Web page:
Switzerland, Obersee, SZ: A
Segel- und Motorfluggruppe Grenchen Schleicher ASK-16 motor glider lost power during take-off from Wangen-Lachen Airfield (LSPV), Schwyz, overran the runway and came to rest in the water of the Obersee lake. The pilot was not injured.

France, Col du Béal, Puy de Dome: A Héliclub du Périgord Robinson R44 Raven II with two occupants crashed on the Col du Béal (c 4600 ft AMSL) and burst into flames. It had departed Villefranche/Tarare Airport (LFHV) at 15:30 hours local time, bound for Brive-la-Gaillarde Laroche Aiport (BVE/LFBV). The occupants did not survive.

Bahamas, offshore Chub Cay, Berry Islands: A Venture Air Solutions Inc Cessna 402B with two on board sustained substantial damage subsequent to a ditching and it sank to the bottom offshore Chub Cay in the Berry Islands, Bahamas following a reported loss of engine power. The pilot and passenger sustained serious injuries.

Iran, Isfahan-Shahid Beheshti Airport (IFN): A Caspian Airlines Boeing 737-4H6 with 116 occupants on a domestic scheduled passenger flight sustained substantial damage when the left-hand main gear collapsed on landing at Isfahan-Shahid Beheshti Airport (IFN/OIFM), Iran. Five passengers were injured as a result of the evacuation. Preliminary information indicates the aircraft landed but suffered the collapse of the left-hand main gear almost immediately after touch down. The aircraft veered right and came to a stop on the side of the runway.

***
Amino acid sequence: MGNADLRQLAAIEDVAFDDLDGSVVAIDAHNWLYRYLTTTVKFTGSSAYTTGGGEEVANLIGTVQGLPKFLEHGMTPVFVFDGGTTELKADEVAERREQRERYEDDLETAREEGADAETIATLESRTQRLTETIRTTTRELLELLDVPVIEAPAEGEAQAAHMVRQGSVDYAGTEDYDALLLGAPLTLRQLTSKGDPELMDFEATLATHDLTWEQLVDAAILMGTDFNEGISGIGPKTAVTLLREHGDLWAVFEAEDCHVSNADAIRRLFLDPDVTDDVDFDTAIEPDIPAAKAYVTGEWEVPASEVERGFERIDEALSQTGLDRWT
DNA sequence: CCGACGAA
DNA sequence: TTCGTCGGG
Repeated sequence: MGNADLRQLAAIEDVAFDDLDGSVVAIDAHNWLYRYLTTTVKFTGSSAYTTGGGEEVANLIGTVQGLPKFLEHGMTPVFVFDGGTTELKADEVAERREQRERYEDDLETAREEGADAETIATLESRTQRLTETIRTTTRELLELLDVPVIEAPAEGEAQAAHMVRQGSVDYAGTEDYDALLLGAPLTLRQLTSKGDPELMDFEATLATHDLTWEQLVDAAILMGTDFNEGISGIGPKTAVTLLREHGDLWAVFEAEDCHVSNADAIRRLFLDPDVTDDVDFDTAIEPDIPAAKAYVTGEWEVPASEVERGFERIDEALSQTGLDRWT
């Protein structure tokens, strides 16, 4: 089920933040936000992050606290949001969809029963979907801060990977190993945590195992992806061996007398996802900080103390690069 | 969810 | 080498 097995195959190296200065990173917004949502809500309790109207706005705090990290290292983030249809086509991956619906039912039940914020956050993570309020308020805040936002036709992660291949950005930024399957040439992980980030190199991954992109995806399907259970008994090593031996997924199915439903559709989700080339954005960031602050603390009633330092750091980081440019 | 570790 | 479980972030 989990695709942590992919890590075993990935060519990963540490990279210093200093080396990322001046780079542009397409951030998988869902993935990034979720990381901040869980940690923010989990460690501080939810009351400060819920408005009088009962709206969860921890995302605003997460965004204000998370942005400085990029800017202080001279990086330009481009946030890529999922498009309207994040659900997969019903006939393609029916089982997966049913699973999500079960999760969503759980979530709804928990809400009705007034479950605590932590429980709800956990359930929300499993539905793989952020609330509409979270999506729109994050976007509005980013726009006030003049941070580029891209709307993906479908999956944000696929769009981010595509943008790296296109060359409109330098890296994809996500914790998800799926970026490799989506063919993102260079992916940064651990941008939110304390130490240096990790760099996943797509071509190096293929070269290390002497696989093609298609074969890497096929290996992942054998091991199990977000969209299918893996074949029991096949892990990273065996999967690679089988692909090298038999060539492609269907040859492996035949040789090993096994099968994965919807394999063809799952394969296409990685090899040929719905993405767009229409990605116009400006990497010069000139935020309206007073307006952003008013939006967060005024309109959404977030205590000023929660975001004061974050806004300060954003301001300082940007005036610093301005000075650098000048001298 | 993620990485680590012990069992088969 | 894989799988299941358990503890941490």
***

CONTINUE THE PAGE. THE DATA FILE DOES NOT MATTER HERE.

South Korea, Seosan AB, South Chungcheong Province: A South Korean Air Force Lockheed Martin F-35A Lightning II performed a wheels up landing on a foam-covered runway at Seosan AB, South Chungcheong Province after a reportedly avionics related landing gear malfunction.

Bolivia, Pesado River, Coronado Norte, Muyupampa: A Bolivian Army Robinson R44 Raven I with three on board crashed under unknown circumstances in the Pesado River, Coronado Norte, Muyupampa municipality, Chuquiaca department while searching for a missing girl. All three occupants survived the crash and one of them sustained some injuries.